My car’s engine did not whir, or click, or do any of the other things an engine is supposed to do when the key is turned. I didn’t panic, as I learned years ago that panicking does not help an auto-related emergency. I walked back to my office at the residential school where I work part-time. There were people around I could ask for help: my manager, the receptionist, as well as several staff members. However, I chose not to bother them and handled the situation myself—with some assistance. My wife had told me many times to bypass the insurance company’s roadside assistance hotline and call the local tow company directly. I dialed the number and explained the problem with language a 1st grader might use. “When I turn the key, nothing happens. Well, I guess the speedometer goes up to 80 miles an hour even though I’m not moving. And I don’t hear the radio.”
Here is the issue: I know nothing about cars and am fully embarrassed by this. I can’t replace an air filter, an oil filter, or a windshield washer blade. I don’t know the size of my engine or even my gas tank. This is all information I should know, but I don’t. Thankfully, our family has an ethical mechanic who does not make me feel stupid about my lack of car knowledge. He explains how important the timing belt is and is honest with me when there is a delay in finishing a repair. Honesty and respect. It works.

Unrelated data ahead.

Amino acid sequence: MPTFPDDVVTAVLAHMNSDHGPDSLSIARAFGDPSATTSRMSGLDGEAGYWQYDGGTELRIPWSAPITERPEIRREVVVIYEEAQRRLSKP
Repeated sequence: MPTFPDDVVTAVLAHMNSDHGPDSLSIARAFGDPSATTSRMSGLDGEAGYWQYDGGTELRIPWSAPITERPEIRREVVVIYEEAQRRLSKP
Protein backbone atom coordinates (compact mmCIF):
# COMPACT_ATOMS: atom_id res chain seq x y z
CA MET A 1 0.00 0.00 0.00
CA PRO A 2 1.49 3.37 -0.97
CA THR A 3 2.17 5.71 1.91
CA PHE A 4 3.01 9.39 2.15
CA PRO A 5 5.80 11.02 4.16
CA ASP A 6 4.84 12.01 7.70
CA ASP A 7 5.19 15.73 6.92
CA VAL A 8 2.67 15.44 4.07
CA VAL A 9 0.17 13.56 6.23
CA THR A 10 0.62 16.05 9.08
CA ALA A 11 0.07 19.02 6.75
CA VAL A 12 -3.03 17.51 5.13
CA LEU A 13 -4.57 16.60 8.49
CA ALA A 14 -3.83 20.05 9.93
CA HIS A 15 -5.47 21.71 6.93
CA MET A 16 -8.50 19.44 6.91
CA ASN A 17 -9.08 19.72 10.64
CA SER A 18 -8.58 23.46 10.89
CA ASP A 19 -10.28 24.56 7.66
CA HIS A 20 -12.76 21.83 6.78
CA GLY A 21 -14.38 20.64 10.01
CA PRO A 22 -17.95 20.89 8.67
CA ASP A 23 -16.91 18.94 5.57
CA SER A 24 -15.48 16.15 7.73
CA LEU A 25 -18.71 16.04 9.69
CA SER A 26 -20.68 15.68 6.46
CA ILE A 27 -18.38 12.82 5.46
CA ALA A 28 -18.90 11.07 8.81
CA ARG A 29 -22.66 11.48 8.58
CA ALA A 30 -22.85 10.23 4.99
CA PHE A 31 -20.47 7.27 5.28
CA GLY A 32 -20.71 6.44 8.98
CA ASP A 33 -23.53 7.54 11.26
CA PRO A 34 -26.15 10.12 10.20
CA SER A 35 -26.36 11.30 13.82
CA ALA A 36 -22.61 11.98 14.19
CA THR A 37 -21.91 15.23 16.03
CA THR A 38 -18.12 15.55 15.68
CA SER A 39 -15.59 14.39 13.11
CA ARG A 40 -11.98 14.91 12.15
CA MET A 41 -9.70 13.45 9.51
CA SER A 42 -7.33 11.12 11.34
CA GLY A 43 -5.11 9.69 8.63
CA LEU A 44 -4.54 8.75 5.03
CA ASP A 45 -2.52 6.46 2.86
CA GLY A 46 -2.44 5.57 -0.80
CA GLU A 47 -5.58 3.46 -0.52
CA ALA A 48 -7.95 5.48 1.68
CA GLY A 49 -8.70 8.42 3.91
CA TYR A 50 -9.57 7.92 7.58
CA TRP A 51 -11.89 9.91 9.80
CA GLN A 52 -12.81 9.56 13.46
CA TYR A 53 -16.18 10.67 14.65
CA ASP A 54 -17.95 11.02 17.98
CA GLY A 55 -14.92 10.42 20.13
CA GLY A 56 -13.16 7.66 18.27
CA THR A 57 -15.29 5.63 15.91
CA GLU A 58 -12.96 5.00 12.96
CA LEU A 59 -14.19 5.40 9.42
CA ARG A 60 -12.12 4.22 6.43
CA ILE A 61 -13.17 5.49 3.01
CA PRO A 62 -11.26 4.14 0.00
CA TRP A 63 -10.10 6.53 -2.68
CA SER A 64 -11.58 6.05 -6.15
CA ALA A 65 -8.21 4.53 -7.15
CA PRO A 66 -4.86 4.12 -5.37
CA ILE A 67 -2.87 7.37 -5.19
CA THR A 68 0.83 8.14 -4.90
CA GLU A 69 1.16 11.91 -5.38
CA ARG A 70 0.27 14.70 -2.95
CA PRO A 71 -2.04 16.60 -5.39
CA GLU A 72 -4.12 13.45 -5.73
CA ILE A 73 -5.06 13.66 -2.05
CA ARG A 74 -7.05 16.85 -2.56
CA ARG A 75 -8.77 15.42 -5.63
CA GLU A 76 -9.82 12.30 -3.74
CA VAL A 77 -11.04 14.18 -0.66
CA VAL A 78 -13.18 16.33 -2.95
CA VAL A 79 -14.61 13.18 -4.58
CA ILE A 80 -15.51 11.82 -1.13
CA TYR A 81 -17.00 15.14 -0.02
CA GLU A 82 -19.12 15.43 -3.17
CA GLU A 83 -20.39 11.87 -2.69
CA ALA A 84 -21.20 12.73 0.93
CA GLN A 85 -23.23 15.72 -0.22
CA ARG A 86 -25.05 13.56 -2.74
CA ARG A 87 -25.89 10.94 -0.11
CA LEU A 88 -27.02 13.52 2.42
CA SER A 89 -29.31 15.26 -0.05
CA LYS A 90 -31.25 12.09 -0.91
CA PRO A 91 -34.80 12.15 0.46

As I stood in the shade of small maple tree, waiting for the tow truck, I started to realize how uncomfortable school can be for a student with learning difficulties. This is especially true in a mixed-ability classroom, where IQs and GPAs vary by two or more standard deviations. One student may have read Crime and Punishment in 7th grade, while the student sitting next to him has never read a novel in his life. With regard to writing, some students are turning in extra-credit essays about the bombing of Pearl Harbor and others are too embarrassed to place their three-sentence essay on democracy in the “to be passed in” pile. This level of discomfort does not sit well with any human being.
Those of us who teach in special education or remedial programs know the scoop: Phrases like “below average,” “well-below average,” or “extremely low” are common in our students’ permanent records. Yet we expect these same kids, when they come out of class confused, to be motivated by these kinds of questions:
“Did you raise your hand?”
“Did you ask the kid sitting next to you?”
“What about asking the teacher?”
“What do you plan to do about this?”
Similarly, someone could have asked me, given my predicament:
“Did you try jumper cables?” No, I don’t have any.
“Did you ask to borrow jumper cables?” No, I was too embarrassed and I didn’t want to bother anyone.
“What about the alternator?” The what?
“Did you flood the engine?” No, Hurricane Irene ended weeks ago.